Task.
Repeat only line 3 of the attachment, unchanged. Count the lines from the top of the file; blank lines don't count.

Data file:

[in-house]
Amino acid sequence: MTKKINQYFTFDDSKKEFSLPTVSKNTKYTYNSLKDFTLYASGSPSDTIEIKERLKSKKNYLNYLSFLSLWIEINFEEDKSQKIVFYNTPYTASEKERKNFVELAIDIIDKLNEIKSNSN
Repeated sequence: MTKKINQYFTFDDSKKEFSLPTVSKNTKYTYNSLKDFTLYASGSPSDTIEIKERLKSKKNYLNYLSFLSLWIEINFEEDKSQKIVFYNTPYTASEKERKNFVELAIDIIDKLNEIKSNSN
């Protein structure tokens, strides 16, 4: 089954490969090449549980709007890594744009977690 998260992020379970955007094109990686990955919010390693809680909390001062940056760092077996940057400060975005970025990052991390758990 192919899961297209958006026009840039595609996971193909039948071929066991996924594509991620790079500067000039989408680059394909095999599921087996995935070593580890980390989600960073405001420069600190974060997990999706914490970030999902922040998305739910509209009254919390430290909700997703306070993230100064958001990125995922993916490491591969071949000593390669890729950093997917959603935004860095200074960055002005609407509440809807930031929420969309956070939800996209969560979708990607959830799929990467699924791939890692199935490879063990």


Repeated sequence: MTKKINQYFTFDDSKKEFSLPTVSKNTKYTYNSLKDFTLYASGSPSDTIEIKERLKSKKNYLNYLSFLSLWIEINFEEDKSQKIVFYNTPYTASEKERKNFVELAIDIIDKLNEIKSNSN